Although Latvia is a successful country in Northern Europe, some of the country’s residents believe that all of Latvia’s export depends on Russia and that salvation lies in small wages. Big Event representatives offer their look on what is true.
How big is the importance of exports to Russia for Latvia’s economy?
In spite of ruling myths, it turns out that exports of goods to Russia, according to data from the Central Statistical Bureau of Latvia, does not exceed one-tenth of total exports (10.6% in 2010; 11.4% in 2012; 8% in 2015). As a comparison – in 1993, exports to the big eastern neighour reached 30%. What is particularly interesting that the majority of exports consisted of alcohol, Big Event representatives say.
«Russia and CIS countries do have a major role in the field of railway transports. Transports are dominated by cargoes headed from Latvia and Baltics to EU member states. Russia is the largest partner when it comes to railway transports,» – admits Sonora board member Uldis Batarags.
He explains that the reason for this is simple – Russia is not just a destination for certain cargoes, it is also a doorway to Central Asia and even China. This region is considered as one of the most interesting to search for cooperation partners.
«Central Asia has great potential,» – Batarags says. He adds that many businessmen are afraid of starting cooperation with countries of this region, as it has its own specific rules.
Will the fishery industry die without sprats?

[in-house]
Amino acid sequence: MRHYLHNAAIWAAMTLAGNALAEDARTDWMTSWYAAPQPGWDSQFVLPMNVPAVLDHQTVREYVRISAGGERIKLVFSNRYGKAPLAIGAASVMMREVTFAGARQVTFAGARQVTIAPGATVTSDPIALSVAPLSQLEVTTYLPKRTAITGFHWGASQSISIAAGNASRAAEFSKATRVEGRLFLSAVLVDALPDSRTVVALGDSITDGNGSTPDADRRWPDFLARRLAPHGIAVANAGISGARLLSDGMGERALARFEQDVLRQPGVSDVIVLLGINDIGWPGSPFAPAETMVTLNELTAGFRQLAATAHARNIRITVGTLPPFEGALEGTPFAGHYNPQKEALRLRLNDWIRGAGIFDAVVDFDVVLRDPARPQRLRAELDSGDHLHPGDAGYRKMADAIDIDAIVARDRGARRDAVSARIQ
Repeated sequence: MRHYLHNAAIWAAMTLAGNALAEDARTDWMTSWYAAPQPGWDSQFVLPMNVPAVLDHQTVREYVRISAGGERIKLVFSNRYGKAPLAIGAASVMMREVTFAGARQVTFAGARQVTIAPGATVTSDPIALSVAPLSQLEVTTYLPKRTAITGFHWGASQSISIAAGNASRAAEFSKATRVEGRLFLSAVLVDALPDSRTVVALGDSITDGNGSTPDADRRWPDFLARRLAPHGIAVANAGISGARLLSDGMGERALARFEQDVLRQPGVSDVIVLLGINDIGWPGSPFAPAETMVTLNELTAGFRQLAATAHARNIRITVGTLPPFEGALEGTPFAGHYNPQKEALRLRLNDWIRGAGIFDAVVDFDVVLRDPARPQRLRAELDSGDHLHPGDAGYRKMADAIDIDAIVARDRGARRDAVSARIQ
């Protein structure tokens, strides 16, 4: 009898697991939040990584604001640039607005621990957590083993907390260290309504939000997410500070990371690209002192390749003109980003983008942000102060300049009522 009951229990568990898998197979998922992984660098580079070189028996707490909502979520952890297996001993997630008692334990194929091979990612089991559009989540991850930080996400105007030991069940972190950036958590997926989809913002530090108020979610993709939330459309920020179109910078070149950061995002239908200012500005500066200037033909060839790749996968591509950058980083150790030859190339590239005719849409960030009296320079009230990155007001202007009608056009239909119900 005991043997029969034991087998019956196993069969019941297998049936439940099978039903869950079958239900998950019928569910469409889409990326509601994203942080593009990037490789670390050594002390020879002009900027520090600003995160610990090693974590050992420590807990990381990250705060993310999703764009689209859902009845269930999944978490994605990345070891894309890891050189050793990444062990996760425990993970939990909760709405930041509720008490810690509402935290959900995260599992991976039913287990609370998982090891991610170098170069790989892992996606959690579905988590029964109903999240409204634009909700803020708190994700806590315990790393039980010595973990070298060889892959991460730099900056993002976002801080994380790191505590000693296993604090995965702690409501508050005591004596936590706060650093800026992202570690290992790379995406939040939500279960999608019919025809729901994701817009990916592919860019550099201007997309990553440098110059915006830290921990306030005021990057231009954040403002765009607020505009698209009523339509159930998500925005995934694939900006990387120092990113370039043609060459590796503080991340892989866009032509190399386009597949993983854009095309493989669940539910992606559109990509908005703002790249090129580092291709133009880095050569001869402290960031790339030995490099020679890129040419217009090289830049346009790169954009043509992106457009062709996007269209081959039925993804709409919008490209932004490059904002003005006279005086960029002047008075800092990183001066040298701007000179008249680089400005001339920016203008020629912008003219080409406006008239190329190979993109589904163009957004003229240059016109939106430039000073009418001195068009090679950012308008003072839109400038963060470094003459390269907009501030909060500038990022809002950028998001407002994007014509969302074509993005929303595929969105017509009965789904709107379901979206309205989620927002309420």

«If problems surface with a neighbouring country, industries and businesses that are usually oriented solely towards the Russian market and do not consider alternatives suffer the most. For example, the majority of fish product processing companies producing sprats view the situation as dramatic, as closure of the Russian market in 2014 has reduced opportunities to trade with Belarus and Kazakhstan. Although fish processing companies are trying to reorient their goods for other markets, it is happening too slowly,» – Big Event representatives say.
Liga Mengelsone, Director of Latvian Employers’ Confederation, admits that the food industry has begun slowly adapting to the new situation by varying up goods and services and diversifying markets. The expert believes the main problem is that the food processing industry uses outdated technologies and high proportion of manual labour.
How big is the advantage of low wages?
Latvia’s income level continues gradually growing. Over the last twenty years the average wage in the country has grown seven times – from EUR 86 in 1994 to EUR 603 in 2015.
«It is bad news for industries with low productivity and low wages. Less and less people want to pack sprats by manually nowadays. This is why the idea of importing low-qualified labourers from foreign countries is heard more and more often. This is not acceptable. Sprat packaging process should be automated,» – admits Bank of Latvia economist Oleg Krasnopjorovs.
He said investments in production technologies are important. By gradually lowing low wage advantages, Latvia’s national economy will focus on high value added industries, which requires investments and innovations, says the economist. Kaija brand owner Karavela is a great example for the food industry, as the company has performed production industrialization and creation of more competitive products for the western market.
The ‘Forum. Import. Development’ forum will discuss the topic of how recent geopolitical shocks change the global business environment.